ASTON Martin works driver Darren Turner was delighted to return to Goodwood for the 77th Members’ Meeting last weekend where he was invited to a race a very special Mini as well as take up his regular seat in the mighty BMW 530i saloon car.
The three-times Le Mans 24 Hours class winner, who lives in Stratford, was asked to race a Nick Swift-prepared 1,275cc Morris Mini Cooper S owned by Aston Martin’s chief creative officer Marek Reichman, and he played a starring role in the popular Betty Richmond Trophy.
Such was the take-up for the Mini race that it was split into heats which took place on Saturday, followed by the final on Sunday.
Turner acquitted himself well and qualified on the front row for his heat, but his hopes of delivering a podium in the race were dashed when he was forced to avoid a spinning rival.
“I didn’t get a great start – I’m pretty certain there is a technique that the others are keeping secret for getting it off the line,” said Turner.
“I dropped back to tenth, but then I had a blast racing my way back into fifth. After that, because the leading pack were towing each other I just couldn’t get back on terms with them.
“It was still very exciting and I loved every second of it. It was nice to make it into the final in the first place and then to finish in the top six with that many cars, and so many Mini specialists, is quite an achievement.
“I also think Marek was happy to know his car is competitive, although he was even more relieved to see it come back undamaged.”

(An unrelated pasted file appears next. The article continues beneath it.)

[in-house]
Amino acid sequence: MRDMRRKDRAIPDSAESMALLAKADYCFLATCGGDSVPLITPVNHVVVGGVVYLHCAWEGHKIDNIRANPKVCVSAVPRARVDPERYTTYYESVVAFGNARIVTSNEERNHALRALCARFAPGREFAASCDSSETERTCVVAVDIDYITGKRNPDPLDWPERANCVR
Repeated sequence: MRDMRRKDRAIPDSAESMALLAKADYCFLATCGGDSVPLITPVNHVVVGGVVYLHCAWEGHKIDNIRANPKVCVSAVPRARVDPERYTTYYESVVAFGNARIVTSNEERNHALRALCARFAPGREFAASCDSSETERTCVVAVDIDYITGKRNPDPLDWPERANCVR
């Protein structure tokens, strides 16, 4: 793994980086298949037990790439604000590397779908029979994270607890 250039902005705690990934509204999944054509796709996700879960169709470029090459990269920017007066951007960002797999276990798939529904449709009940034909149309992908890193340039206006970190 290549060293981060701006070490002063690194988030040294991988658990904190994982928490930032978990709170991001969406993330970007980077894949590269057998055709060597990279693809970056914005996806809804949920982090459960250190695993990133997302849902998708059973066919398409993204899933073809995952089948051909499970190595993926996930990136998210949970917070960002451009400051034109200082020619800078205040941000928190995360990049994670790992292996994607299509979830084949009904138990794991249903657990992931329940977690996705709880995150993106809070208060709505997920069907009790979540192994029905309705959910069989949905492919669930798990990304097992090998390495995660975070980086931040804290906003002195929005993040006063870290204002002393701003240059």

Turner also shared the UFO Jeans BMW 530i with historic racer Nick Padmore in the 30-lap Gerry Marshall Trophy race, with the duo finishing ninth overall against machinery more suited to the fast flowing circuit.
“Nick and I have shared that car for the last two years,” said Turner.
“The BMW is not an out and out front-runner against the big Chevrolet Camaros, but it is a very enjoyable car to drive. Balance-wise it is absolutely perfect around that circuit.
“Unfortunately we didn’t have the best pitstop, otherwise I think we could have been in the top five!”
For Turner though, racing at Goodwood was always all about the occasion and he had no trouble getting into the spirit of it.
“I just love the event,” he added.
“It’s a bit of everything. The circuit is a great ‘old school’ challenge and you have got to respect it.
“It’s an airfield circuit, but there is enough elevation change to make it enjoyable.
“The corners are tricky and there isn’t a great deal of run-off before you get to a tyre wall and all of that is fairly unique to Goodwood.
“There is also a lot of ‘angle’ going on in all the cars, so there is a lot of drifting and sliding through the corners which is always fun, and in particular with the Minis where you can be a little bit more exuberant behind the wheel.
“I can’t wait to go back!”